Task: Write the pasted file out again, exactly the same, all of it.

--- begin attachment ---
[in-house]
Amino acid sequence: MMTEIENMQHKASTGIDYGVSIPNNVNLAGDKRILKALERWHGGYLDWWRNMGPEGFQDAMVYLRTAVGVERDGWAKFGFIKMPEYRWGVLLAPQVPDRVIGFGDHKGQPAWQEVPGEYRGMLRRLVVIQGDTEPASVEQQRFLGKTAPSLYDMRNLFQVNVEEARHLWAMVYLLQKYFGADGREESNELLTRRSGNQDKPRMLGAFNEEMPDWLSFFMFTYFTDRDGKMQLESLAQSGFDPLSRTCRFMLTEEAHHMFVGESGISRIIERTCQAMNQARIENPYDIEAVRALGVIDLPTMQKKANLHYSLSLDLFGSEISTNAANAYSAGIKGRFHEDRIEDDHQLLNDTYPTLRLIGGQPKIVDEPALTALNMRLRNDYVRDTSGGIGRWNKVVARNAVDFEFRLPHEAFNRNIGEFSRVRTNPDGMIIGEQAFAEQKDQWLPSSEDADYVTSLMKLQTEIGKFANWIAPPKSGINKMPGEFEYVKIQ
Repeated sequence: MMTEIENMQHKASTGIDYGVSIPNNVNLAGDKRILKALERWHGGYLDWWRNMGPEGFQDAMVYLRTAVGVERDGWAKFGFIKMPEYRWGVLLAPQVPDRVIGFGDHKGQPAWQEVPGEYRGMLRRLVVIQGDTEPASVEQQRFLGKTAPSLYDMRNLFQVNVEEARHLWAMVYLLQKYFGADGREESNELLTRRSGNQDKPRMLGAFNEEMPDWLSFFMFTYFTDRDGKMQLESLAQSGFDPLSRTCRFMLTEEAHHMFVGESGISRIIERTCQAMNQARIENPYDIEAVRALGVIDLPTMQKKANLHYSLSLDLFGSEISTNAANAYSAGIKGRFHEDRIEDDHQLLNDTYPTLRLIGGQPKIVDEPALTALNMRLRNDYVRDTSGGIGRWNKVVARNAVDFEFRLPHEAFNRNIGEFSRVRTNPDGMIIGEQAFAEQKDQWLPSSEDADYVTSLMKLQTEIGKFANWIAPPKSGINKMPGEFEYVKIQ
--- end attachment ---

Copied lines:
[in-house]
Amino acid sequence: MMTEIENMQHKASTGIDYGVSIPNNVNLAGDKRILKALERWHGGYLDWWRNMGPEGFQDAMVYLRTAVGVERDGWAKFGFIKMPEYRWGVLLAPQVPDRVIGFGDHKGQPAWQEVPGEYRGMLRRLVVIQGDTEPASVEQQRFLGKTAPSLYDMRNLFQVNVEEARHLWAMVYLLQKYFGADGREESNELLTRRSGNQDKPRMLGAFNEEMPDWLSFFMFTYFTDRDGKMQLESLAQSGFDPLSRTCRFMLTEEAHHMFVGESGISRIIERTCQAMNQARIENPYDIEAVRALGVIDLPTMQKKANLHYSLSLDLFGSEISTNAANAYSAGIKGRFHEDRIEDDHQLLNDTYPTLRLIGGQPKIVDEPALTALNMRLRNDYVRDTSGGIGRWNKVVARNAVDFEFRLPHEAFNRNIGEFSRVRTNPDGMIIGEQAFAEQKDQWLPSSEDADYVTSLMKLQTEIGKFANWIAPPKSGINKMPGEFEYVKIQ
Repeated sequence: MMTEIENMQHKASTGIDYGVSIPNNVNLAGDKRILKALERWHGGYLDWWRNMGPEGFQDAMVYLRTAVGVERDGWAKFGFIKMPEYRWGVLLAPQVPDRVIGFGDHKGQPAWQEVPGEYRGMLRRLVVIQGDTEPASVEQQRFLGKTAPSLYDMRNLFQVNVEEARHLWAMVYLLQKYFGADGREESNELLTRRSGNQDKPRMLGAFNEEMPDWLSFFMFTYFTDRDGKMQLESLAQSGFDPLSRTCRFMLTEEAHHMFVGESGISRIIERTCQAMNQARIENPYDIEAVRALGVIDLPTMQKKANLHYSLSLDLFGSEISTNAANAYSAGIKGRFHEDRIEDDHQLLNDTYPTLRLIGGQPKIVDEPALTALNMRLRNDYVRDTSGGIGRWNKVVARNAVDFEFRLPHEAFNRNIGEFSRVRTNPDGMIIGEQAFAEQKDQWLPSSEDADYVTSLMKLQTEIGKFANWIAPPKSGINKMPGEFEYVKIQ